America leads the world in economic productivity, total economic output, earnings and wealth per citizen and a variety of other categories. Now we can add something new to the list: time spent in automobiles during our daily commutes to work.
The annual Traffic Scorecard compiled by INRIX in Kirkland, WA reveals that the average automobile commuter spends nearly 50 hours a year stuck in traffic—more than Belgium (44 hours), the Netherlands (39 hours), Germany (38 hours), Luxembourg (33 hours), Switzerland (30 hours), Britain (30 hours) and France (28 hours). Among major cities, only London (101 hours) beats the largest American cities, led by Los Angeles, where people spent an extra 81 hours in rush hour congestion last year.
In all, U.S. commuters wasted an aggregate of eight billion extra hours stuck in traffic—more than an entire workweek per year per worker.
About the Author: Bob Veres has been a commentator, author and consultant in the financial services industry for more than 20 years. Over his 20-year career in the financial services world, Mr. Veres has worked as editor of Financial Planning magazine; as a contributing editor to the Journal of Financial Planning; as a columnist and editor-at-large of Dow Jones Investment Advisor magazine; and as editor of Morningstar’s advisor web site: MorningstarAdvisor.com.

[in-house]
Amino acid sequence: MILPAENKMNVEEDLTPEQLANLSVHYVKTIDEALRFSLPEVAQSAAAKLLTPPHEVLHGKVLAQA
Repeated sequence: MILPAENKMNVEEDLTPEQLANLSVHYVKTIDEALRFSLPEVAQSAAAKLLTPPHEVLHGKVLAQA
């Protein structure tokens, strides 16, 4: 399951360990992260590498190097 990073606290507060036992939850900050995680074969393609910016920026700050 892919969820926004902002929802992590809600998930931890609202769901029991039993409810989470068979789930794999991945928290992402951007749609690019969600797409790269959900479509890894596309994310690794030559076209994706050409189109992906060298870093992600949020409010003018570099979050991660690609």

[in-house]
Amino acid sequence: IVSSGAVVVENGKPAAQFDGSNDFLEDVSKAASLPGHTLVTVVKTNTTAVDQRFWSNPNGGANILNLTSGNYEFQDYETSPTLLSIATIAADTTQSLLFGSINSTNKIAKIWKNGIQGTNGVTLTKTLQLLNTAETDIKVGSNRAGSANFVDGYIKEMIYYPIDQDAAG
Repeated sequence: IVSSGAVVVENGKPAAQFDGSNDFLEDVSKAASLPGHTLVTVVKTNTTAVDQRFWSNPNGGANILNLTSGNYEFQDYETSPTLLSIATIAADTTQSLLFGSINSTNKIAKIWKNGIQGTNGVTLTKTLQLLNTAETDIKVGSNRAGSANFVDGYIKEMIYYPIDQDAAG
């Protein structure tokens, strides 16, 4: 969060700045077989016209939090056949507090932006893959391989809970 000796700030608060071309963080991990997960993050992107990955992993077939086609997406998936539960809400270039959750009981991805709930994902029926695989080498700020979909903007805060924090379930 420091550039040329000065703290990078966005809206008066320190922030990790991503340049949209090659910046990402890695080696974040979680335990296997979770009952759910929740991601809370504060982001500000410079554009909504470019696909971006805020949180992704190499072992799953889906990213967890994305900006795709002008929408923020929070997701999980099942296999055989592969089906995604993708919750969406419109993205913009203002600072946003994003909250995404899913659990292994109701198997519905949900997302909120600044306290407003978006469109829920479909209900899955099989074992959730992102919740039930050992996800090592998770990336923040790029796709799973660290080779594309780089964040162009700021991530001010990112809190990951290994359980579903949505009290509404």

Mr. Veres has been named one of the most influential people in the financial planning profession by Investment Advisor magazine and Financial Planning magazine, was granted the NAPFA Special Achievement Award by the National Association of Personal Financial Advisors, and most recently the Heart of Financial Planning Distinguished Service Award from the Denver-based Financial Planning Association.
Los Angeles tops the list of the cities suffering the worst traffic jams in the nation, according to the annual INRIX Traffic scorecard.